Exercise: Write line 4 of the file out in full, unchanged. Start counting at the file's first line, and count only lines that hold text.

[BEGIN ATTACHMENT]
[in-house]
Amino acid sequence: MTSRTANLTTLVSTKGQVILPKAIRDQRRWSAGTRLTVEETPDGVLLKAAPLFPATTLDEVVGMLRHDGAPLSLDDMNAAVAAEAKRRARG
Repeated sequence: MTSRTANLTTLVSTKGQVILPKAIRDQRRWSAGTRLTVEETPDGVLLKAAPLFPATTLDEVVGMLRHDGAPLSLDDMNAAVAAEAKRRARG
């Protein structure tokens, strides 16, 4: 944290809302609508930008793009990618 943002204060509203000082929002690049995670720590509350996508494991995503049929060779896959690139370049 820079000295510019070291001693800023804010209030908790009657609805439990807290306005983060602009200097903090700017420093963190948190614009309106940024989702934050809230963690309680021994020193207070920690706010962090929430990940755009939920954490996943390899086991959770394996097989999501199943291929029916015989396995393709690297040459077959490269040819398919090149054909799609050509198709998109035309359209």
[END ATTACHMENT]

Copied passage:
């Protein structure tokens, strides 16, 4: 944290809302609508930008793009990618 943002204060509203000082929002690049995670720590509350996508494991995503049929060779896959690139370049 820079000295510019070291001693800023804010209030908790009657609805439990807290306005983060602009200097903090700017420093963190948190614009309106940024989702934050809230963690309680021994020193207070920690706010962090929430990940755009939920954490996943390899086991959770394996097989999501199943291929029916015989396995393709690297040459077959490269040819398919090149054909799609050509198709998109035309359209």